One evening just after sundown, I am out walking in the neighborhood to stretch my legs a bit. Steven will be coming home late again, so I have some time before I start preparing dinner. Before leaving the apartment, I notice on the news that it is 39 degrees outside, so I don't plan to stay out long. I wander down to the park with camera in hand. It is lovely at night with the glowing white monument first demanding attention, and then I notice the soft lovely glow of the mid-19th century style iron street lights making shadows of the tall elm trees along the walks and out into the spreading green spaces. The central plaza around the park's sunken fountain — the site of impromptu musical gatherings for decades and where Bob Dylan sang his first folk songs— underwent major renovations in recent years to shift the fountain about 22 feet to the east to align it with the arch and Fifth Avenue, making its placement more symmetrical. Folks are wandering about and I feel perfectly safe in this 10 acre park. I wish I could witness the magic of snow turning it into a true wonderland of beauty, but no snow is forecast during my visit. Time to head back up 5th Avenue to the warm coziness of twinsville.

Another evening I am out late heading for the CVS pharmacy. Dorothy and Magnolia had their 9th-week checkup this day and are now feeling the effects of the 3 vaccinations they had received in their upper leg muscles. Sara and I decide not to wait for Steven to arrive home from work with the infant pain medication - we need it now! I walk a block south and then cross 5th Avenue to head eastward, per Sara's directions. I am a grandmother on a mission - don't get in my way! Yet, as I am crossing the street, I overhear the young man in front of me exclaiming, "Oh La La! Oh La La!" He is talking on his cell phone in rapid French. (Luckily, I took French in high school.) He doesn't turn after crossing the street, but continues the same way I am heading. I gather a few more phrases - " très belle femme", and then later "ma petite chou". Ha! He's talking about a mademoiselle! A very beautiful mademoiselle! Some more "Oh La La!"s - Darn! I wish I knew more French!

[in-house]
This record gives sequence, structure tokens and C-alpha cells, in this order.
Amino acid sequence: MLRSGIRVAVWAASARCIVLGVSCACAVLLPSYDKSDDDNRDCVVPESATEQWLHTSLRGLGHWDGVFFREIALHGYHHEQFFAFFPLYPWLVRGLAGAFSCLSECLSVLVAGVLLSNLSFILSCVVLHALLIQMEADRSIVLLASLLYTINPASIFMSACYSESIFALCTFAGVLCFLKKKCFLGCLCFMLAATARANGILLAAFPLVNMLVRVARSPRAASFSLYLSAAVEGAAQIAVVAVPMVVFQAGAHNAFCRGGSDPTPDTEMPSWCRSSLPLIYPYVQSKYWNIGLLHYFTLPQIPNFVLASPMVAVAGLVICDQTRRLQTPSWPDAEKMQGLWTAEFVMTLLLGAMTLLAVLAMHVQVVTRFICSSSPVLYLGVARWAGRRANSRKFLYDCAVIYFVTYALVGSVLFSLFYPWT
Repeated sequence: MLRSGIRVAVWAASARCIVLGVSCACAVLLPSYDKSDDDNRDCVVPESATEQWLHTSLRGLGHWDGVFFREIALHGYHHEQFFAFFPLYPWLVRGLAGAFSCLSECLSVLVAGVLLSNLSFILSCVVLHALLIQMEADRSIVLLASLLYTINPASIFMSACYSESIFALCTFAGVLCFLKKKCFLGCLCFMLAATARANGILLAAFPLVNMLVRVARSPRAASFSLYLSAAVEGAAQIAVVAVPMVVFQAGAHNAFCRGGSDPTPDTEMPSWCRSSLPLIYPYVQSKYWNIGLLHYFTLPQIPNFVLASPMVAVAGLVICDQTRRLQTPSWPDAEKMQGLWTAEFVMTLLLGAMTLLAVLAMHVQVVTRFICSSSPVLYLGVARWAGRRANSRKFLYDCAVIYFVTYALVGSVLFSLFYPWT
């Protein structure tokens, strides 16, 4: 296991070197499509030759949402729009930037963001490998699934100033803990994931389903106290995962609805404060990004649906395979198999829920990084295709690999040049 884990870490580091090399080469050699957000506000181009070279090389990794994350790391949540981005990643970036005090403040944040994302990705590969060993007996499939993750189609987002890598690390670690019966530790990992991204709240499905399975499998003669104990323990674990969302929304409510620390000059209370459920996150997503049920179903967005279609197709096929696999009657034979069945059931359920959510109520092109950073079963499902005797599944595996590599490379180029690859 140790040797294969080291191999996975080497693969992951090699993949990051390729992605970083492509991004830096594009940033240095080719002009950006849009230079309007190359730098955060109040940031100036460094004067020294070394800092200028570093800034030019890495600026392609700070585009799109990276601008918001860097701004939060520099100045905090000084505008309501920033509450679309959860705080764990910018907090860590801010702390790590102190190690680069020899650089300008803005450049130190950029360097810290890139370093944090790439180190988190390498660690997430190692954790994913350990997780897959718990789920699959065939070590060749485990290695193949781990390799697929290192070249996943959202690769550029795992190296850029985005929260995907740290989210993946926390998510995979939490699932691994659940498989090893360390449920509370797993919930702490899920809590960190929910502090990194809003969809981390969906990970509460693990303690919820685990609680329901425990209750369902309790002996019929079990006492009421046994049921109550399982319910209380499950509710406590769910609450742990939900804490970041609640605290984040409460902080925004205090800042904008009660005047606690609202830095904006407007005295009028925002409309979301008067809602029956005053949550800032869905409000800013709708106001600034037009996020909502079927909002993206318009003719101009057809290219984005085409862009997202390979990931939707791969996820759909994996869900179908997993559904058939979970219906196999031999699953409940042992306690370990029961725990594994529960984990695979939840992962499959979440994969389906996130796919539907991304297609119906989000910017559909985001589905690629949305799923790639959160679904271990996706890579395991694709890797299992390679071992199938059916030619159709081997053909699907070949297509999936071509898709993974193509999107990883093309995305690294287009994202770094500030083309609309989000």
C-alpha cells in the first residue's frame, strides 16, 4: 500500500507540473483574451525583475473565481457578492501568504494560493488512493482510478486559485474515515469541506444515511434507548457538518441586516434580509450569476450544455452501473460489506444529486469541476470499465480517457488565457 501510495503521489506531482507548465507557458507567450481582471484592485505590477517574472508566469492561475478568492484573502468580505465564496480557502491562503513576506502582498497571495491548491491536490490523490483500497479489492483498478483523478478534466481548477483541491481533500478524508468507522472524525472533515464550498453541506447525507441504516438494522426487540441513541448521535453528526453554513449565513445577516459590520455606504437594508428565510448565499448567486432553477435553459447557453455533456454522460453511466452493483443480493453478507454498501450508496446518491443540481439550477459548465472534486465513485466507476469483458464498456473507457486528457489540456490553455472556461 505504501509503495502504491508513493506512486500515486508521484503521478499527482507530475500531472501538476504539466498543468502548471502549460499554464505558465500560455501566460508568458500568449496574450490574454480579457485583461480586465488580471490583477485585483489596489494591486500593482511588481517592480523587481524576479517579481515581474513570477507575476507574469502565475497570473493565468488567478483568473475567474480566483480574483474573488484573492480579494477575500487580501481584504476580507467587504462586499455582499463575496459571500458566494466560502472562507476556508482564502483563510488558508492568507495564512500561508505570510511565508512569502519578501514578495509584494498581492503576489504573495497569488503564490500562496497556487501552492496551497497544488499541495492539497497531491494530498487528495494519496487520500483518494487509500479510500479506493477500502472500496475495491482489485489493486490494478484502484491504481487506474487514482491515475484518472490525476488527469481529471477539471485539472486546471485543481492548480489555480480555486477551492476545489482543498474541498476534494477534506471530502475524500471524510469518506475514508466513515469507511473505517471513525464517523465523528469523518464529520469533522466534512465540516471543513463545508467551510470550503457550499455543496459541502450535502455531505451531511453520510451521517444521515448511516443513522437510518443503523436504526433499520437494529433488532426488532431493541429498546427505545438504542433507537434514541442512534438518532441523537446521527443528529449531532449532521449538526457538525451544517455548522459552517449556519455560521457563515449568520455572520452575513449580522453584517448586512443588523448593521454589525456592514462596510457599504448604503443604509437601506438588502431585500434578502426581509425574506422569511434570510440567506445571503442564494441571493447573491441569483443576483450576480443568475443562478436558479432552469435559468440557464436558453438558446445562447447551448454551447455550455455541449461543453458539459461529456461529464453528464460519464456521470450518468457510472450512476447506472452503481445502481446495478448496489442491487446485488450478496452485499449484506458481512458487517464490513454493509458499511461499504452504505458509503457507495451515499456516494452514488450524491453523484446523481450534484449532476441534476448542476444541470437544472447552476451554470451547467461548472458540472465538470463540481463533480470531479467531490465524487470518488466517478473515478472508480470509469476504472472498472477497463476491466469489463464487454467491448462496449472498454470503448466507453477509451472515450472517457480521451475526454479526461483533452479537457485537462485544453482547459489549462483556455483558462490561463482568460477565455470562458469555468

I have to laugh inside - my memory flashing back to a favorite John Wayne movie, "North To Alaska". John Wayne is playing the part of Big Sam McCord and he shows up on his gold-panning partner's cabin doorstep after being gone for awhile (Stewart Granger playing the part of George Pratt, with the other member of the team being his younger brother - Fabian playing the part of Billy Pratt) - anyway, back to the doorstep - here is Big Sam presenting to him not Frenchie, the bride-to-be, whom George is expecting his buddy to fetch from Seattle to cure his lovesickness, but a fetching substitute nonetheless, Michelle 'Angel' (played by the actress Capucine). Well, it turns out that MIchelle had fallen for Big Sam, and he likewise for Michelle, on the long boat ride to Alaska - but there is tension between them - and there is good ol' pal George who is heartbroken that his precious Frenchie had jilted him for another man down stateside. The plot thickens as Michelle, in pity, calls George "mon petit chou". He is entranced! Why, that is the very thing Frenchie use to call him! Michelle explains that it is a French endearment (for Darling) which literally translates to "my little cabbage". Go figure the French!

Lo and behold, this Frenchie goes into the CVS pharmacy ahead of me, and I hear no more of La La land as I head for the pain medication aisle and locate the desired bottle of Tylenol Infant Drops. Then, I quickly pay for my purchase and head back to the apartment and mes petites choux on the 6th floor. Another interesting evening - on the streets of New York.